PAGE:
7:30am – We’re told to keep waiting. Our flight doesn’t leave until 9:30am, so no rush. The airport has free wifi, so everything is fine.

8am – The airport staff ask for our letter of invitation, which they scan and send to Rwandan immigration. They say they’ll hear back soon. We’re feeling optimistic.

8:30am – The man who was helping us tells us his shift is over, but that he’s told his co-workers our story and they’re looking after it. He wishes us luck.

8:45am – The new staff member comes and asks us for Shelby and Jeremy’s tracking numbers. We explain that we’d already given it to the guy before. This gets us nowhere, so we give it to him again. We’re back to square one. The man asks to borrow one of our cell phones since his is out of phone money, and he makes a call. He hangs up, looks at us, and casually tells us that the visas won’t be processed until tomorrow so we’ll just have to fly out then.

I’m sorry, WHAT?

Obviously, at this point we’re trying to stay calm but we’re more than a little panicky. What does he mean we can’t fly out until tomorrow?! Our flight leaves in less than an hour!

We get the number the man had just called in order to speak to the Rwandan side directly. The man on the other end tells us there is nothing he can do, but he can give us the number of immigration. He hangs up. He hasn’t given us the number.

The airport staff tells us that our best bet is for me to get on the flight and to try to reason with immigration when I get to Kigali. “Great”, I think “I’ll just hop on a plane and leave Shelby and Jeremy behind. THAT makes sense”. Also, that’s a telling sign about Entebbe Airport if the best way to get something done is to go somewhere else…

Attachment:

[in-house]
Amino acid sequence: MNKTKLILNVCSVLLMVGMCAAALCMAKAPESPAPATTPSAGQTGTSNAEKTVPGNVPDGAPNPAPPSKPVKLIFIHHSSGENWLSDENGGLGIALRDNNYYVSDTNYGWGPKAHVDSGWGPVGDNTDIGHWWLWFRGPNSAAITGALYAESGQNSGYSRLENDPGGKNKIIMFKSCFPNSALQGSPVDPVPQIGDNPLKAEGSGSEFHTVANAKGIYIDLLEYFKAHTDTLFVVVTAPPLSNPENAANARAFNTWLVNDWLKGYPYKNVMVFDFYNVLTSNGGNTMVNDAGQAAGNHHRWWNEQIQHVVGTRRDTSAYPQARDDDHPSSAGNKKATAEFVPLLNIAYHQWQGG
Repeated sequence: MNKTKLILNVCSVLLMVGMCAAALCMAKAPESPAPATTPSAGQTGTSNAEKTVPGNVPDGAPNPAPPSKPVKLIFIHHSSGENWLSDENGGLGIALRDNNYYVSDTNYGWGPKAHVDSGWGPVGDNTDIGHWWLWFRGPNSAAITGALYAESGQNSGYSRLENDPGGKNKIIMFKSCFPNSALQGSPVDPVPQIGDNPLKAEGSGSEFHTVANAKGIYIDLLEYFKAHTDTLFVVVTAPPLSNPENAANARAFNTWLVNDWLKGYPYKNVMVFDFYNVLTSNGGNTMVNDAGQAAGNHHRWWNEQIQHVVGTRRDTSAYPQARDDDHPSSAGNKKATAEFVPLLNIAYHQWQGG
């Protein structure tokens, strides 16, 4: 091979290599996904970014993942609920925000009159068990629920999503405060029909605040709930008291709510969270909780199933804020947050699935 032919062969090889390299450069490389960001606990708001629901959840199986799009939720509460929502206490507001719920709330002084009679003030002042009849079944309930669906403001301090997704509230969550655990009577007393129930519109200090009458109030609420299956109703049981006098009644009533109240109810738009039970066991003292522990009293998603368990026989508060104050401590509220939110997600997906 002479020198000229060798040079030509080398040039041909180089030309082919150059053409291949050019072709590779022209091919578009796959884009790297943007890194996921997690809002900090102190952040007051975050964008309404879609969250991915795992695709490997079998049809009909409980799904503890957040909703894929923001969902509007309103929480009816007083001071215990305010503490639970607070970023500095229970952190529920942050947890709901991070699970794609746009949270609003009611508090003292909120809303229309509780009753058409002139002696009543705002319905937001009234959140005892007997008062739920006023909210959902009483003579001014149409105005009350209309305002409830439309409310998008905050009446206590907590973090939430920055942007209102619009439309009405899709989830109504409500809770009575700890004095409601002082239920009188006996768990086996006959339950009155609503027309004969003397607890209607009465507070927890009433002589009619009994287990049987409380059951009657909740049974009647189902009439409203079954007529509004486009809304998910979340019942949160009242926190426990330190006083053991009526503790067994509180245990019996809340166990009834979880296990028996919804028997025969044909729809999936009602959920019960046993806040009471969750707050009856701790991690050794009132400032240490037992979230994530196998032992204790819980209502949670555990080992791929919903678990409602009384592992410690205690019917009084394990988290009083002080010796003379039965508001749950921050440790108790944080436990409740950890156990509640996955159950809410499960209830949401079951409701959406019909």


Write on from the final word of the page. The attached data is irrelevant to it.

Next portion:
Alternatively, we’re told to go to the RwandAir office and cancel our flights. We can rebook when they get their visas. Grudgingly, we head up there to do so, but we haven’t given up yet. We start calling everyone we think can help: Erica, William, the Canadian consulate, the guy with the immigration number. No answers.

9am – The Rwandan immigration number is texted to us. Jeremy calls – the woman on the other end doesn’t speak English. I call – I get far enough to learn that the lady on the other end is named Gertrude. She asks what I want to talk to her about.

Ok, so wrong number. Jeremy is pissed. I’m pissed at him for being pissed. Shelby quietly hands us chocolate. We try to breathe.

9:15am – Our flight leaves in 15 minutes. Erica calls me back. I tell her the story, explaining how for some reason it’s going to take a whole extra day to send an email, and in the meantime we’re stuck at the airport. She’s apologetic and confused (in the background I can hear W swearing). Erica tells us William will go to immigration and try to get the visas fast tracked.

9:36am – We cancel our flights. The man at the desk tells us it’ll cost us each USD 100 to rebook them. Our blood temperatures are rising – we don’t have that money to spare, but what can we do? We go back downstairs and wait for William to call.